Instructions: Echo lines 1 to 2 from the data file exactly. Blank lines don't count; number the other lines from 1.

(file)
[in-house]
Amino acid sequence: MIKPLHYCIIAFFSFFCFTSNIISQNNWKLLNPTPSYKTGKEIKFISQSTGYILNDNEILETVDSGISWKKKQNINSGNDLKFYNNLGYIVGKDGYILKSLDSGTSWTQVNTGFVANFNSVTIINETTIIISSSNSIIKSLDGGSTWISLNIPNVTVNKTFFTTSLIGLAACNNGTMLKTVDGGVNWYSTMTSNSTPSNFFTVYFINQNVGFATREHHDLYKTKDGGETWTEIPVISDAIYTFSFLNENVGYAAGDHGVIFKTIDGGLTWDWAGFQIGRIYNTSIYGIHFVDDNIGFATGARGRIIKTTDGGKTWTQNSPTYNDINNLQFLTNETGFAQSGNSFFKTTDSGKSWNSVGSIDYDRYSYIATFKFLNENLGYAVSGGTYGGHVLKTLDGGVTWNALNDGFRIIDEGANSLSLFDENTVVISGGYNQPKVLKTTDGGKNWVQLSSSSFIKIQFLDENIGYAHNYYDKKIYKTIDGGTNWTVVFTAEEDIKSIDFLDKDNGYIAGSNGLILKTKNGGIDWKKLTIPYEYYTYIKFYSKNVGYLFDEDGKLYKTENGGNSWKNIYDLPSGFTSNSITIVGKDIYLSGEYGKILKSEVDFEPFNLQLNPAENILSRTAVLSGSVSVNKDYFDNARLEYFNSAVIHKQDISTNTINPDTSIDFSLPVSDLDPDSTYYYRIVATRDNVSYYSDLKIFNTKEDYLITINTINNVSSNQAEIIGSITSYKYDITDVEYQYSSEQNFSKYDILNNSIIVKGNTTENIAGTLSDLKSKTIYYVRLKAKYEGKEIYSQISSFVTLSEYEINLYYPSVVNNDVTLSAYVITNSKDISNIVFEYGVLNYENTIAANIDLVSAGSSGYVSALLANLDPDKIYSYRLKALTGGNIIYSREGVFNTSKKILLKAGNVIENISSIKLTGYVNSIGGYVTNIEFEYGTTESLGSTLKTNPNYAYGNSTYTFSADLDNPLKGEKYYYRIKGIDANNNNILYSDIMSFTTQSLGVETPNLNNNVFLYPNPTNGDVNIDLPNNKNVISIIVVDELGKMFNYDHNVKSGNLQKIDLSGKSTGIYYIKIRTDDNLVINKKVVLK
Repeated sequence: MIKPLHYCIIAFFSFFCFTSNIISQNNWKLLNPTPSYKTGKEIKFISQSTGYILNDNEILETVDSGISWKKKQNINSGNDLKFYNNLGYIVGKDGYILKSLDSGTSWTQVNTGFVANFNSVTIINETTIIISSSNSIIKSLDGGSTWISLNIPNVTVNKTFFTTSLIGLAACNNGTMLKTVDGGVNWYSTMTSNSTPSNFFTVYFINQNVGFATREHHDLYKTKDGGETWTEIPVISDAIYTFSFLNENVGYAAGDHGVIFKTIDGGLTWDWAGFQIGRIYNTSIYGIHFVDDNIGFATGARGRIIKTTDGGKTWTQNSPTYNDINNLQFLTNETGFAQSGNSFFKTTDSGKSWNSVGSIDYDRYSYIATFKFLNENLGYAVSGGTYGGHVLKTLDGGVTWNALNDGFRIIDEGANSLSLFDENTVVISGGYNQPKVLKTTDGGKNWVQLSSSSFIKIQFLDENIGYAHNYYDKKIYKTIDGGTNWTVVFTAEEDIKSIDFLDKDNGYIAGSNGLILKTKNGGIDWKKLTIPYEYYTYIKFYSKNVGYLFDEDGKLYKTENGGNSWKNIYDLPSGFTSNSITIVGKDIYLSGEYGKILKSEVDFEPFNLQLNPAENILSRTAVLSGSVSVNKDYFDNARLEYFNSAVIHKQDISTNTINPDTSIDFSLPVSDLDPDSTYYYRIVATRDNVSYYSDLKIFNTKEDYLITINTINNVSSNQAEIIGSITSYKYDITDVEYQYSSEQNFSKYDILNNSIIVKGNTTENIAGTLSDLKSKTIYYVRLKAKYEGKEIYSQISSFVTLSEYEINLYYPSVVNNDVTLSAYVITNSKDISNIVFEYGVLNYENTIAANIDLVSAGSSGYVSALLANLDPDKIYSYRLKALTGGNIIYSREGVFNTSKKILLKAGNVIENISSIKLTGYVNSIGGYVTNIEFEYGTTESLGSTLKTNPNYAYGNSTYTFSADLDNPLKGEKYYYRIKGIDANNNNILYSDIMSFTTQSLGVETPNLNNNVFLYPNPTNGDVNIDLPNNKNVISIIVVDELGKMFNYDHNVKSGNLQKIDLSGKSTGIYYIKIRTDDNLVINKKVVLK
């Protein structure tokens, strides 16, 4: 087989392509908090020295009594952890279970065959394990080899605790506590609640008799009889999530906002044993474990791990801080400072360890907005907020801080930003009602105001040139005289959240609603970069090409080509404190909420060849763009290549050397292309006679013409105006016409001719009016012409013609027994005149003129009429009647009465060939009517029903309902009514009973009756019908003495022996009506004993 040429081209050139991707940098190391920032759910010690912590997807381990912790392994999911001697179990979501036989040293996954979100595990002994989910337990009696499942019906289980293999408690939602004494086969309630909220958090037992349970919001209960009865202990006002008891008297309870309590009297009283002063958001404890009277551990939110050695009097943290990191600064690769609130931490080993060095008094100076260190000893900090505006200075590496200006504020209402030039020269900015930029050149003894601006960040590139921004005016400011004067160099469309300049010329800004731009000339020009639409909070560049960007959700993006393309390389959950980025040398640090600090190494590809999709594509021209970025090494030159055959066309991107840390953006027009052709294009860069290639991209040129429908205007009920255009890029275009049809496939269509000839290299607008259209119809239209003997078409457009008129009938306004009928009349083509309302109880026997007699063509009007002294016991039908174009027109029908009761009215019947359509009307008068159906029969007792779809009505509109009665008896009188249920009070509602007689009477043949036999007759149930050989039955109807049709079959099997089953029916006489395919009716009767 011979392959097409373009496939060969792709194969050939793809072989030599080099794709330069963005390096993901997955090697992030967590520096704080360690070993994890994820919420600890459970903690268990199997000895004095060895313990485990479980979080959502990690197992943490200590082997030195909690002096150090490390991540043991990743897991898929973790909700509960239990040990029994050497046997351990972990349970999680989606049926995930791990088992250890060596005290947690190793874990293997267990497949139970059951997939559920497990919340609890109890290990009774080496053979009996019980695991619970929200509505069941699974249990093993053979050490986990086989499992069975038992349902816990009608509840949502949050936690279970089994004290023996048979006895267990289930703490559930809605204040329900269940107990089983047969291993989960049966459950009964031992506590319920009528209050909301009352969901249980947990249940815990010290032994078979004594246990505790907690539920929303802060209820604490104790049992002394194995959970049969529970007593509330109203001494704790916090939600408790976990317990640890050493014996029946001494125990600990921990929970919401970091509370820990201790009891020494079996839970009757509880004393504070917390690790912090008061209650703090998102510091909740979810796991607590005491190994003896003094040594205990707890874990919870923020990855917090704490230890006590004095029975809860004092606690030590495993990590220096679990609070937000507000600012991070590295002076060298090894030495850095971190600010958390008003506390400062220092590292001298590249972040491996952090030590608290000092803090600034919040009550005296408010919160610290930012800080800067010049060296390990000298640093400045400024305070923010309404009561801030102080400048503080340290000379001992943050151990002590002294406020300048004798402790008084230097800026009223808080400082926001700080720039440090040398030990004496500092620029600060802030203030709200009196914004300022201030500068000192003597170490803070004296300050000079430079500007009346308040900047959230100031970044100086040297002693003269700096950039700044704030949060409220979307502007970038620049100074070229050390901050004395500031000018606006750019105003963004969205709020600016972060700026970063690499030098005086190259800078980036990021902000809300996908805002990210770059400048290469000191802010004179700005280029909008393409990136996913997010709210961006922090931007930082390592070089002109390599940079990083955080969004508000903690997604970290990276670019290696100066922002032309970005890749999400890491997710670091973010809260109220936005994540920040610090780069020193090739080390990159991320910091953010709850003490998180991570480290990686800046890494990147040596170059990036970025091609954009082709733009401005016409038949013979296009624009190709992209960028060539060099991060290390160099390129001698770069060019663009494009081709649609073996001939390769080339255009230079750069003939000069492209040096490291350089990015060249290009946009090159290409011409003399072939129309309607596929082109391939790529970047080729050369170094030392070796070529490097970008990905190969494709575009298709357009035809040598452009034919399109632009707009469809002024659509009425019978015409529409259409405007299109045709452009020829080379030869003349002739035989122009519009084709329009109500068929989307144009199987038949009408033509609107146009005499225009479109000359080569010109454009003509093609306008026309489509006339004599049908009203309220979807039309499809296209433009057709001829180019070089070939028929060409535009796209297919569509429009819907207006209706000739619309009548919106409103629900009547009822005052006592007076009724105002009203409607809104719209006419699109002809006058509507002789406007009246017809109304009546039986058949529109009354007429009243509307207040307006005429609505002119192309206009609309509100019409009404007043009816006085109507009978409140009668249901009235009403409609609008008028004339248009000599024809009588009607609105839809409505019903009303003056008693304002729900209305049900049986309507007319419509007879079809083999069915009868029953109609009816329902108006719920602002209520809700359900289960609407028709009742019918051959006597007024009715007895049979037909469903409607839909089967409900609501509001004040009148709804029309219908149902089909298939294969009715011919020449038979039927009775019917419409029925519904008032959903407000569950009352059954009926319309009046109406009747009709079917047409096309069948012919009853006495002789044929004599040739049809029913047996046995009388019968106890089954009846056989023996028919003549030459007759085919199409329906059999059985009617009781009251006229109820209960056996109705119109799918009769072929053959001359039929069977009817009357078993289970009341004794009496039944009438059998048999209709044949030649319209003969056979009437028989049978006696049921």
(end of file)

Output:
[in-house]
Amino acid sequence: MIKPLHYCIIAFFSFFCFTSNIISQNNWKLLNPTPSYKTGKEIKFISQSTGYILNDNEILETVDSGISWKKKQNINSGNDLKFYNNLGYIVGKDGYILKSLDSGTSWTQVNTGFVANFNSVTIINETTIIISSSNSIIKSLDGGSTWISLNIPNVTVNKTFFTTSLIGLAACNNGTMLKTVDGGVNWYSTMTSNSTPSNFFTVYFINQNVGFATREHHDLYKTKDGGETWTEIPVISDAIYTFSFLNENVGYAAGDHGVIFKTIDGGLTWDWAGFQIGRIYNTSIYGIHFVDDNIGFATGARGRIIKTTDGGKTWTQNSPTYNDINNLQFLTNETGFAQSGNSFFKTTDSGKSWNSVGSIDYDRYSYIATFKFLNENLGYAVSGGTYGGHVLKTLDGGVTWNALNDGFRIIDEGANSLSLFDENTVVISGGYNQPKVLKTTDGGKNWVQLSSSSFIKIQFLDENIGYAHNYYDKKIYKTIDGGTNWTVVFTAEEDIKSIDFLDKDNGYIAGSNGLILKTKNGGIDWKKLTIPYEYYTYIKFYSKNVGYLFDEDGKLYKTENGGNSWKNIYDLPSGFTSNSITIVGKDIYLSGEYGKILKSEVDFEPFNLQLNPAENILSRTAVLSGSVSVNKDYFDNARLEYFNSAVIHKQDISTNTINPDTSIDFSLPVSDLDPDSTYYYRIVATRDNVSYYSDLKIFNTKEDYLITINTINNVSSNQAEIIGSITSYKYDITDVEYQYSSEQNFSKYDILNNSIIVKGNTTENIAGTLSDLKSKTIYYVRLKAKYEGKEIYSQISSFVTLSEYEINLYYPSVVNNDVTLSAYVITNSKDISNIVFEYGVLNYENTIAANIDLVSAGSSGYVSALLANLDPDKIYSYRLKALTGGNIIYSREGVFNTSKKILLKAGNVIENISSIKLTGYVNSIGGYVTNIEFEYGTTESLGSTLKTNPNYAYGNSTYTFSADLDNPLKGEKYYYRIKGIDANNNNILYSDIMSFTTQSLGVETPNLNNNVFLYPNPTNGDVNIDLPNNKNVISIIVVDELGKMFNYDHNVKSGNLQKIDLSGKSTGIYYIKIRTDDNLVINKKVVLK